Richard Atkinson: The Guns at Last Light:
WEST of Bayeux, the Norman uplands displayed the gnarled visage that had been familiar to Celtic farmers even before the Romans marched across Gaul. Over the centuries ten thousand tiny pastures had emerged from the limestone and pre-Cambrian schist, girdled by sunken lanes the width of an oxcart and enclosed with man-high hedgerows of thatched hawthorn roots, raspberry bushes, lupine, violets, and greasy mud. The sylvan noun for this terrain—“bocage,” defined as a grove, or “an agreeably shady wood”—belied the claustrophobic reality of what one infantryman would call “the Gethsemane of the hedgerows.”
To Pacific veterans like General Collins, this jungly corner of France resembled Guadalcanal. “I couldn’t imagine the bocage until I saw it,” Omar Bradley would say after the war. That failure of imagination was in fact a failure of command: Allied generals had been amply forewarned, and even Caesar had written of hedgerows that “present a fortification like a wall through which it was not only impossible to enter but even to penetrate with the eye.” More recently, an August 1943 military study on French topography included two dozen photographs of “Norman bocage”; in mid-April, a First Army report described “embanked fields interspersed with thickets” and advised that tactics for fighting “through bocage country should be given considerable study.” Aerial photos of an eight-square-mile swatch revealed some four thousand hedged enclosures.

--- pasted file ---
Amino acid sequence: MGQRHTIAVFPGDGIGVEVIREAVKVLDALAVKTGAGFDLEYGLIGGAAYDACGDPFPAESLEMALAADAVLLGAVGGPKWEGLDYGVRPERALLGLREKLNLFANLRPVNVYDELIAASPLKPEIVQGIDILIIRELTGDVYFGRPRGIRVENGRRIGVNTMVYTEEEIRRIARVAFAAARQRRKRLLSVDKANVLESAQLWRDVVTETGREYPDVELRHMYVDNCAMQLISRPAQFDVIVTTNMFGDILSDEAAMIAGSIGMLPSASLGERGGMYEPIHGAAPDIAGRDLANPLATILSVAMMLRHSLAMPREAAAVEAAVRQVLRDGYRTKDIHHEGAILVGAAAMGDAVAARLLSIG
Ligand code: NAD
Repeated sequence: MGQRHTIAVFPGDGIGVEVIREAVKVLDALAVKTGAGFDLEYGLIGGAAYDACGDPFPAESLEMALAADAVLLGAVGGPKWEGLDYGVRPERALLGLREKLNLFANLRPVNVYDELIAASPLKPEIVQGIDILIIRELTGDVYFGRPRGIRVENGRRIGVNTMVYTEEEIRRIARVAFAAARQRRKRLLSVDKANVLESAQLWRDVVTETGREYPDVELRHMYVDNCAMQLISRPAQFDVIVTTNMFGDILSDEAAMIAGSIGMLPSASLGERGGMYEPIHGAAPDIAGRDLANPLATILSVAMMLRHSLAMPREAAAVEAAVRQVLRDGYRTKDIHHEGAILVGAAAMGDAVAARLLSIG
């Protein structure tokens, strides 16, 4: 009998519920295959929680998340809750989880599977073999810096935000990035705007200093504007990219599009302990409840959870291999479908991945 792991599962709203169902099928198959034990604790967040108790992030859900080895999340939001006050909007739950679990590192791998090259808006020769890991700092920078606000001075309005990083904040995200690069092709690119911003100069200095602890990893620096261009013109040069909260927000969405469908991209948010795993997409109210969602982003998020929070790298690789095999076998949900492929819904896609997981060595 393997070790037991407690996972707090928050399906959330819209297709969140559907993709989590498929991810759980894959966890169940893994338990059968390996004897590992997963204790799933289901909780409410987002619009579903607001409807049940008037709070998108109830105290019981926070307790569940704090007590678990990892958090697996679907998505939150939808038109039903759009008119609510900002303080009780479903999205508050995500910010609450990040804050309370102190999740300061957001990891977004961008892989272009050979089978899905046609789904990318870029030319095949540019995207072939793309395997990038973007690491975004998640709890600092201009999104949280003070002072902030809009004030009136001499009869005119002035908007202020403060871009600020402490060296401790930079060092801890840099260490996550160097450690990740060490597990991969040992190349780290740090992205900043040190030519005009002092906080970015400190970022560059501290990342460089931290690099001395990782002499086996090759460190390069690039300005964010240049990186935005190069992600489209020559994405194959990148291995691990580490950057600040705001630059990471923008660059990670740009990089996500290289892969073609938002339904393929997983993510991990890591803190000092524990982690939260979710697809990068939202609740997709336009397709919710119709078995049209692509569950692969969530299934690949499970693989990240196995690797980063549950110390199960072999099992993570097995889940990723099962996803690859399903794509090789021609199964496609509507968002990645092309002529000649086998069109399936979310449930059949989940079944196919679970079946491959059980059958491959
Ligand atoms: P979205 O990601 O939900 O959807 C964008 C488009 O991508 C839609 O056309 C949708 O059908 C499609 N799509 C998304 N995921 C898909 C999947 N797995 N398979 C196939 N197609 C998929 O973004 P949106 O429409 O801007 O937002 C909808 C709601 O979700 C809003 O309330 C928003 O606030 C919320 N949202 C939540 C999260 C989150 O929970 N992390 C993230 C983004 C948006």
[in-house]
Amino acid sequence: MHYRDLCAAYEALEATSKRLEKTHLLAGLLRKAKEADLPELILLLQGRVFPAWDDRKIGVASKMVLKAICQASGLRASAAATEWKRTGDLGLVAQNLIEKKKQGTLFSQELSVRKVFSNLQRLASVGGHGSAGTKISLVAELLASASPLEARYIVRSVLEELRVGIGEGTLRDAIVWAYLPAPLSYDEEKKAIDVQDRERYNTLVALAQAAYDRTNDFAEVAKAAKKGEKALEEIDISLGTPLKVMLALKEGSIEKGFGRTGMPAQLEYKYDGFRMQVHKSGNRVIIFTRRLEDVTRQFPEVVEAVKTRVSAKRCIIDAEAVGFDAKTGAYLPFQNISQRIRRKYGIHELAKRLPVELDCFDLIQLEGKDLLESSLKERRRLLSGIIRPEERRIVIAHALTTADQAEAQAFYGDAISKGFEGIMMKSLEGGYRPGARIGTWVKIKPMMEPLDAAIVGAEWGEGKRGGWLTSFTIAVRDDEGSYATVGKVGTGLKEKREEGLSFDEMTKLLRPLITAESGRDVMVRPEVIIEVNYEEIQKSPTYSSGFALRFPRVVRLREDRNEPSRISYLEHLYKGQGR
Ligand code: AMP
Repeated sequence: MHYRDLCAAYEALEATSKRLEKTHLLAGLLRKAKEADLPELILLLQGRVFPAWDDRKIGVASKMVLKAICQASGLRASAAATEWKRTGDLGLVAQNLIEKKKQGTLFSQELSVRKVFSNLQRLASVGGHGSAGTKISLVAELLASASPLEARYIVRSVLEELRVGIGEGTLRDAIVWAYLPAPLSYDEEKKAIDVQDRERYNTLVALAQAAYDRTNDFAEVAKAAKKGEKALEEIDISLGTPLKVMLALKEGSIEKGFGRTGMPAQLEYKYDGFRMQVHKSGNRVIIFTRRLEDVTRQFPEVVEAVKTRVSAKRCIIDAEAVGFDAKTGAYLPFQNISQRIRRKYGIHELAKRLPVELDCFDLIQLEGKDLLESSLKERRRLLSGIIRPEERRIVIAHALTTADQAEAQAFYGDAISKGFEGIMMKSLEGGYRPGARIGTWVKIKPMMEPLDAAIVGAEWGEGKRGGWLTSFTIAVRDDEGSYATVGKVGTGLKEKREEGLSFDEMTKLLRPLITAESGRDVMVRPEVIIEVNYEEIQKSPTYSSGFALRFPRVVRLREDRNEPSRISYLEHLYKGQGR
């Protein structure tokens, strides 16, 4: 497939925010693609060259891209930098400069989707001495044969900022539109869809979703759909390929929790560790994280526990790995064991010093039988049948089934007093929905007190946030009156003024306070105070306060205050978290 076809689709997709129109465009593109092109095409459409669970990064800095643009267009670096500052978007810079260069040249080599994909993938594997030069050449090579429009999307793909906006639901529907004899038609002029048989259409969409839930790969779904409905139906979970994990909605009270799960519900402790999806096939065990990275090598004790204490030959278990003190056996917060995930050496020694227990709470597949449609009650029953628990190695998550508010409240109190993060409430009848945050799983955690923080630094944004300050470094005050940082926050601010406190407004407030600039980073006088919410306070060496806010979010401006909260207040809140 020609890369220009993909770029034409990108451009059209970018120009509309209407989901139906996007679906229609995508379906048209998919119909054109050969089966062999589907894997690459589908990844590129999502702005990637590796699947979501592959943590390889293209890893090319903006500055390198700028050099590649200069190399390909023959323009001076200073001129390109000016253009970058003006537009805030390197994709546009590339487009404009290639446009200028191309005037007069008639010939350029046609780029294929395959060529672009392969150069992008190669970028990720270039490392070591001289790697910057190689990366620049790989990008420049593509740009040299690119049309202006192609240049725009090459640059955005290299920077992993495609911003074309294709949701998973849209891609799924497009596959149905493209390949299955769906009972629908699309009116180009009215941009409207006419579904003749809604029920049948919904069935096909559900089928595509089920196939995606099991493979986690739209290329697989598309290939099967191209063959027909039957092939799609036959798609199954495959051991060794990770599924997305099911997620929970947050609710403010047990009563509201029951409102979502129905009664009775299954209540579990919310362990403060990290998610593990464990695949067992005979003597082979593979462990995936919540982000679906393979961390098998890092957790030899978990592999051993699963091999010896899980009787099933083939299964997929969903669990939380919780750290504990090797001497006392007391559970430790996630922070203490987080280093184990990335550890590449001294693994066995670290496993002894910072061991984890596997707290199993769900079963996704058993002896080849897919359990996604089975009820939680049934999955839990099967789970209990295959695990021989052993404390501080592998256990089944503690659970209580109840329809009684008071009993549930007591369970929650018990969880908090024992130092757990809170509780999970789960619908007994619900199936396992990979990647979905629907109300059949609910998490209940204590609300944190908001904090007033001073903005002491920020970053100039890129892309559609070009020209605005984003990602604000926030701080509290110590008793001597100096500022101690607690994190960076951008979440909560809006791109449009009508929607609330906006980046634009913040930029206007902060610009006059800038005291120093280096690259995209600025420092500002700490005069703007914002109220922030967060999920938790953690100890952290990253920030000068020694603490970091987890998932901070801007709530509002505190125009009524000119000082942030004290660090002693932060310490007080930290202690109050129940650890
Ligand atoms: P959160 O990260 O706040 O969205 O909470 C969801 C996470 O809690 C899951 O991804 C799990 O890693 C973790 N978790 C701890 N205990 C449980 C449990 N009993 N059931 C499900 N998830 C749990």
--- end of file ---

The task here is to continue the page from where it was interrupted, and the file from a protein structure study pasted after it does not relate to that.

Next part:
Yet, as in the amphibious assaults on North Africa and Sicily, planners preoccupied with gaining the hostile shore devoted little thought to combat beyond the dunes. “We were rehearsed endlessly for attacking beach defenses,” a battalion commander later wrote, “but not one day was given to the terrain behind the beaches, which was no less difficult and deadly.” Now that difficult, deadly terrain played hob with First Army’s timetable. As Rommel had predicted, American troops cut the Cotentin Peninsula early on June 18, after two regiments from the 9th Infantry Division lunged west to the sea near Barneville. Three divisions abreast in Collins’s VII Corps then began clawing north toward Cherbourg, thirteen miles distant. In the south, the 29th Division commander on June 17 reported, “I feel we’ll be getting to St. Lô before long.” Alas, no: although barely five miles from the American line, that linchpin town would remain out of reach for another month.
Tank companies now reported that to advance 2,500 yards typically required seventeen tons of explosives to blow holes through nearly three dozen hedgerows, each defended like a citadel parapet. “Each one of them was a wall of fire,” a soldier in the 30th Infantry Division wrote, “and the open fields between were plains of fire.” An officer noted that “the enemy can be ten feet away and be undetected. He can fight up to spitting range.” That intimacy neutralized Allied air and artillery advantages. “There were snipers everywhere,” Ernie Pyle reported, “in trees, in buildings, in piles of wreckage, in the grass. But mainly they were in the high, bushy hedgerows.”